With that information as a guide, Raw should be a film that no one sees.  I’m going to use the word challenging yet again to describe this movie, and I’m sure I will again, because at it’s core that is what this movie is and does.  It’s themes are complex, realistic, and difficult to completely unravel, it gives us relationships that are not typical, that don’t fit normal movie tropes, but seem all the more real for it, and it is hard to simply watch at times very literally with images that are bloody, uncomfortable, and grotesque.  The original title of this film was Grave, and I am glad it was changed because that single word Raw is a perfect description of what this movie is both on a literal and a metaphorical level.

mv5bmddmzmmxngutmgvlzs00njlmltkzn2utzwi0yznlodg2mdm4xkeyxkfqcgdeqxvynjewntm2mzc-_v1_sy1000_cr0014981000_al_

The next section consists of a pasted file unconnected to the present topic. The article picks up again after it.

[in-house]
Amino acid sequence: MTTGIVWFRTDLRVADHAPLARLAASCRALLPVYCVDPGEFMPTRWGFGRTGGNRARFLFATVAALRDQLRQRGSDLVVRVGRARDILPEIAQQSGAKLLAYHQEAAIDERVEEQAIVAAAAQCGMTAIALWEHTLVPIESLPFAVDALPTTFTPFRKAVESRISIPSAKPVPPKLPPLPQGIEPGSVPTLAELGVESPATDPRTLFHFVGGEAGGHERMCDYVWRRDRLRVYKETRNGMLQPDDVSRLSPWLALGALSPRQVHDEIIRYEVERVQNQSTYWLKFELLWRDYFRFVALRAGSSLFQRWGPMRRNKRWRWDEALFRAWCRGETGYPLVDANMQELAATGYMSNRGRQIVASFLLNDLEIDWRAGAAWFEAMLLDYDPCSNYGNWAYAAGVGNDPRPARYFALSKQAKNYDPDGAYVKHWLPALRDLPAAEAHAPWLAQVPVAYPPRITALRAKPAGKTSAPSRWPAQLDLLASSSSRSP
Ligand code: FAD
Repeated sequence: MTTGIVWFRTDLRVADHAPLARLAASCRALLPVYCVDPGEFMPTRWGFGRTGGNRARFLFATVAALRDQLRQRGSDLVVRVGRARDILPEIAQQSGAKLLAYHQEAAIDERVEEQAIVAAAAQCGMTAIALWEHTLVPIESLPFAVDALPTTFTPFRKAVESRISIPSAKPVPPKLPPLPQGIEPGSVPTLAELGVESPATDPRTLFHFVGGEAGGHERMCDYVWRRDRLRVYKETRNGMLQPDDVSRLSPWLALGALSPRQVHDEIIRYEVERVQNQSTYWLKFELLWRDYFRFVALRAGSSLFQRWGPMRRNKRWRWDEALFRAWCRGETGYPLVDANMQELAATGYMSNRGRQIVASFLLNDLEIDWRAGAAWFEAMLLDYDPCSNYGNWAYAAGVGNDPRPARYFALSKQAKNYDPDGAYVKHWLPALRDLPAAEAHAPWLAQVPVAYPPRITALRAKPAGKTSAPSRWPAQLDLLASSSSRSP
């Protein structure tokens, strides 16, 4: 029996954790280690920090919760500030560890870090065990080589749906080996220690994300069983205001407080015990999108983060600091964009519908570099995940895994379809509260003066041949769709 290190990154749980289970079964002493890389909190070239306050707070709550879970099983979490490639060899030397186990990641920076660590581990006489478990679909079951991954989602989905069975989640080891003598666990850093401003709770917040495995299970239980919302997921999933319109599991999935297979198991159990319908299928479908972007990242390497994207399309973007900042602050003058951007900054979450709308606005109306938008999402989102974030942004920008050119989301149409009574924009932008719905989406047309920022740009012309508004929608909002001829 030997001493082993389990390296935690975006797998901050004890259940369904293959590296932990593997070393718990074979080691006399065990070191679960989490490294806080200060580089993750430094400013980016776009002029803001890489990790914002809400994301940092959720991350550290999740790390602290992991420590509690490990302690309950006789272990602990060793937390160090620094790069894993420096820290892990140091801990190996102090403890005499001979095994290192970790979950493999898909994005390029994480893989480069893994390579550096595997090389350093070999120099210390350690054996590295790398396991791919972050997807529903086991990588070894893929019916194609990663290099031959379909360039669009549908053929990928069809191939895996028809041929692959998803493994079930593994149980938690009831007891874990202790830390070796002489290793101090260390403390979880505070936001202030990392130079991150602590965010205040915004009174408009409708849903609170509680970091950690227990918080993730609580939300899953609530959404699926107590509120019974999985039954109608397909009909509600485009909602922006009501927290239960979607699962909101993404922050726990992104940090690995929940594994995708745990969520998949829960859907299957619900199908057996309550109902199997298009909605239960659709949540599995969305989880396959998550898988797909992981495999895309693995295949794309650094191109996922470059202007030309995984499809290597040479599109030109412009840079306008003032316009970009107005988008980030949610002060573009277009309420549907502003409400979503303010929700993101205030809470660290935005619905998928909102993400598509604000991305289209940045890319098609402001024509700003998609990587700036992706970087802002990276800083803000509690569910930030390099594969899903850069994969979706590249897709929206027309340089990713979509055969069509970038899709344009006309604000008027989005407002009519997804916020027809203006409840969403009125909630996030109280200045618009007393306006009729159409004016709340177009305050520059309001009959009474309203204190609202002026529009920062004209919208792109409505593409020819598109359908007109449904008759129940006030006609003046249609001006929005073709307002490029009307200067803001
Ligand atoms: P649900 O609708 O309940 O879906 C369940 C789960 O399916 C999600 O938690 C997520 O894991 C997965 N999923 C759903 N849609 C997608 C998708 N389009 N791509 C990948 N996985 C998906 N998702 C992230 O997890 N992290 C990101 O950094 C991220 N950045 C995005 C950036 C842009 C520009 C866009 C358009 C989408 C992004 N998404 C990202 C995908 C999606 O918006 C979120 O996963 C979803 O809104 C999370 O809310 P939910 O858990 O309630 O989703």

Raw is about Justine (Garrance Marillier) the younger of two siblings who has been raised in a family of vegetarian veterinarians. The film starts with her being dropped of by her parents (Laurent Lucas and Joana Preiss) at the medical school her sister Alexia (Ella Rumpf) already attends.  After quickly meeting her new roommate (“I asked for a girl.” “You got a gay.  To these people that’s the same thing.”) Adrien (Rabah Nait Oufella) the hazing begins immediately as the older students begin terrorizing the “rookies” in a sort of friendly, sort of legitimately scary way, and after one of the hazing rituals in which lifelong vegetarian Justine is forced to eat a raw rabbit kidney, Justine finds herself changing and developing appetites she never knew she had.